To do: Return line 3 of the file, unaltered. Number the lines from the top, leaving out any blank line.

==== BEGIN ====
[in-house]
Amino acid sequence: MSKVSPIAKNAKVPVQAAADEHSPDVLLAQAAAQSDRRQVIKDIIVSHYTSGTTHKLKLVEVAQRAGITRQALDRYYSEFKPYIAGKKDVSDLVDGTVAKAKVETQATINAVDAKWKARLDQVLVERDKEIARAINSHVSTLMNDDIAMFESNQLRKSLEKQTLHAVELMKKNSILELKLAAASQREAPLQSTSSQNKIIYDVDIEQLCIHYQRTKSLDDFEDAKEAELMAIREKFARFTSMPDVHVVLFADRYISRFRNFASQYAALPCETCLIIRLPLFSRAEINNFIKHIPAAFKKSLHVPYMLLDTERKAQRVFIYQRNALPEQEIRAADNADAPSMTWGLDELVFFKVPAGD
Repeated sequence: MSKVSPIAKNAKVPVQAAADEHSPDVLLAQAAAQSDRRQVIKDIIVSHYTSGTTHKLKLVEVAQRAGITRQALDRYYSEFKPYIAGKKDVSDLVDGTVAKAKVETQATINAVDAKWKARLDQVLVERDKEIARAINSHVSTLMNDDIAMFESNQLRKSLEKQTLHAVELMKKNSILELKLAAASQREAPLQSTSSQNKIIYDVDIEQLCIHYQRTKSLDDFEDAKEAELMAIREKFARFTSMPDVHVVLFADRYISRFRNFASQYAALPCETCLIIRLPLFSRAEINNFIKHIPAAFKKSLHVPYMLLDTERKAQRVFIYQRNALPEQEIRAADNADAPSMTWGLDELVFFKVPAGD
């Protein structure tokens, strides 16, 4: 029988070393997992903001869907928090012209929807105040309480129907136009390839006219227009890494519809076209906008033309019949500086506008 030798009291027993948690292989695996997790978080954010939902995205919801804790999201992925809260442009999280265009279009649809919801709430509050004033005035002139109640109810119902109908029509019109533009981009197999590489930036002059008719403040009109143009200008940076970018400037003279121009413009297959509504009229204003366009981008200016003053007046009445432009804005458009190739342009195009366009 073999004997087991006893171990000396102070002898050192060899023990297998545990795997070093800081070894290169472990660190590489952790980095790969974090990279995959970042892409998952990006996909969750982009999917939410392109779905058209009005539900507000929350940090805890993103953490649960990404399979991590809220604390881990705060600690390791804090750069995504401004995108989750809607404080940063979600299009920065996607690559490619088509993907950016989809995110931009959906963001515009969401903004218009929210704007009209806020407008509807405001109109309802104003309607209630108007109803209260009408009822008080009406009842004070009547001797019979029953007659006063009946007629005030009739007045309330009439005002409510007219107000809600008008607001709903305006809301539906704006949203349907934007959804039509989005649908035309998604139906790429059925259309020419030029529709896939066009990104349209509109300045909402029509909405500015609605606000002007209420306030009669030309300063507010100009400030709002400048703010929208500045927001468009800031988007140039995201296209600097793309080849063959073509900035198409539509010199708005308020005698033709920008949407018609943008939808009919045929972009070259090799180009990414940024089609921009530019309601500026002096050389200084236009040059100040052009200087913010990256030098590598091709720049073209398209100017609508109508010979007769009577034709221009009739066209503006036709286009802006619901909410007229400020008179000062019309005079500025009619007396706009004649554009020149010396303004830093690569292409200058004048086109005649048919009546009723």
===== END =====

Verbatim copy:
Repeated sequence: MSKVSPIAKNAKVPVQAAADEHSPDVLLAQAAAQSDRRQVIKDIIVSHYTSGTTHKLKLVEVAQRAGITRQALDRYYSEFKPYIAGKKDVSDLVDGTVAKAKVETQATINAVDAKWKARLDQVLVERDKEIARAINSHVSTLMNDDIAMFESNQLRKSLEKQTLHAVELMKKNSILELKLAAASQREAPLQSTSSQNKIIYDVDIEQLCIHYQRTKSLDDFEDAKEAELMAIREKFARFTSMPDVHVVLFADRYISRFRNFASQYAALPCETCLIIRLPLFSRAEINNFIKHIPAAFKKSLHVPYMLLDTERKAQRVFIYQRNALPEQEIRAADNADAPSMTWGLDELVFFKVPAGD